Ryan and Susan Hayes
Approximately 1550 sq. feet plus finished basement
Years lived in:
less than one
On a quiet dirt road not far from Burlington, Vermont, Ryan and Susan Hayes have put a spin on farmhouse living. Inspired by Ryan's own great grandparent's home, they built a traditional Vermont-style house tweaked with their own modern aesthetic. This included some of the latest technologies in green building.
Balancing modernism and nostalgia is a tricky task. Outside, the house's shape is iconic, with large wrap-around porch, white clapboard, and metal-clad sloped roof. Inside is a decidedly non-traditional floor plan, with large open living space, and a stainless steel version of a farmhouse sink. The Hayes' decorating style is simple and clutter-free, which makes the surrounding farmland- framed by ample windows- the star attraction.
As anyone who has built a custom home knows, there are always surprises and obstacles, and the Hayes' had their fair share along the way. Amongst review board delays and the loss of a contractor, the couple managed to keep to their priorities: carefully utilizing environmentally friendly materials and employing construction strategies that would reduce the home's energy consumption. The biggest decision they made was to the scale down their initial house plans, shaving off square footage, thereby reducing both its cost and use of materials, both during construction and in the long term. You can read more about their process on their blog Building Green in Vermont
Apartment Therapy Survey:
Modern farmhouse with a bit of industrial and Scandinavian influences thrown in
Ryan's grandparents' farmhouse from the 1800s + the open, clean lines of the homes featured in the Swedish magazine/website Skona Hem (We can't read a word of it but we sure like the pictures!)
The way the front rooms are bathed in light every morning as the sun rises in the east. We almost never have to turn lights on in that part of the house. Also, relaxing on our porch and watching hawks make their lazy circles over the valley in the evenings. We feel like this house connects us to nature in a way we've never before experienced. Oh, and we think our industrial cage lights are pretty cool, too, even though a lot of visitors to our place don't really get them...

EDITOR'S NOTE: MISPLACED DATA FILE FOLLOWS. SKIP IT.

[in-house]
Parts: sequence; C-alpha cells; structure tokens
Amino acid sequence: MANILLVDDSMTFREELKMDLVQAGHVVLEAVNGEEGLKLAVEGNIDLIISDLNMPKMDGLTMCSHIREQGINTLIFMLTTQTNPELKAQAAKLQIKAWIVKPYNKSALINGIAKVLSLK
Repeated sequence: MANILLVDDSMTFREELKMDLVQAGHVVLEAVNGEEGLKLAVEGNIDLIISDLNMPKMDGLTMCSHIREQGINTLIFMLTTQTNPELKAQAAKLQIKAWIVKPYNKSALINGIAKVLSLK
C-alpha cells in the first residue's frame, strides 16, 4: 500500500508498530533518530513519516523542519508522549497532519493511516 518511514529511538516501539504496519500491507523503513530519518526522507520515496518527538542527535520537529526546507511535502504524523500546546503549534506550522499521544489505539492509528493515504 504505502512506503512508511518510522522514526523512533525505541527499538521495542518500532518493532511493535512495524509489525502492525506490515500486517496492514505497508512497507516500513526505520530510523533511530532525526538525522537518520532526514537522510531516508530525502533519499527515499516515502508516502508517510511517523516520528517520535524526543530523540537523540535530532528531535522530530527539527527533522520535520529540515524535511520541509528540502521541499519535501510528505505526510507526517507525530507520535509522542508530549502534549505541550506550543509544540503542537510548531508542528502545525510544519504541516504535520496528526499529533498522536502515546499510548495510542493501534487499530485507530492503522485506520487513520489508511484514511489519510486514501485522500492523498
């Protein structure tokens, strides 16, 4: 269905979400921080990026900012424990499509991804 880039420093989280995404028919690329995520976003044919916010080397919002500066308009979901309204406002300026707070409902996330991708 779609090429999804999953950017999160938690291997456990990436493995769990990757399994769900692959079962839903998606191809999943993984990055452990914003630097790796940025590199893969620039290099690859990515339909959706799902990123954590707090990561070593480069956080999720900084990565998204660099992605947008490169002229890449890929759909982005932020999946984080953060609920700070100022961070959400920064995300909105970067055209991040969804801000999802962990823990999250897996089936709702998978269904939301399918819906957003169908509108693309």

Keeping the dogs from destroying our hardwood floors in the process...too late...
What Friends Say:
Surprised by the open feel of the house because it looks so small from the outside. And that they want to write on the chalkboard wall.
Not having finished the trim in the basement...or installing shelving in the closets...or putting in much landscaping...(I guess that's what having a kid does to weekend house projects.)
Stapling up the tubing for our radiant heating system to the underside of each floor--a process which, due to a faulty latch on the scaffolding cart, resulted in it collapsing mid-project leaving Sus (6 months pregnant at the time) hanging from the basement ceiling joists...ahh, good times.
All of the "green" elements of the house. We prioritized energy efficiency by beefing up the building's shell: SIP panels, ICF foundation, blown-in cellulose insulation in the attic, standing-seam metal roof, fiberglass windows. We also tried to use products that are easy on the environment (read: low energy load, non-toxic, recyclable, salvaged, locally sourced, etc.) including Paperstone countertops, low-flow toilets, maple flooring from a local mill, stair parts from a farmhouse tear down in upstate, salvaged bathroom sinks (past life=dorm sinks at Middlebury College from the 50's) CFL lighting, all Energy Star appliances, no-VOC paint. We spent most of our money on creating a tight building envelope and filling it with products and materials that are good for the earth and good for us.
If you're building, buy as many finishing touches as you can in advance. We filled a storage unit a year before we broke ground with things like light fixtures, furniture, even new glasses and silverware. Had we put off those purchases, we would not have been able to afford them at the end of the (piggy bank shattering) process. Also, a lot of people in Vermont put random stuff in their front yard with a "Free" sign on it. We picked up a variety of things that way....a coffee table, apple crates turned bedside stands. So come drive around Vermont and score some sweet finds!
Get Back Inc., McMaster-Carr, White Flower Farmhouse, Brimfield Antique, Amherst St. in Montréal
Generous Vermonters throwing out cool stuff
Mason Bros. Salvage
Five Corners Antiques
Conant Metal and Light
(Thanks, Ryan & Susan!)
Images: Ann Manubay, Dabney Frake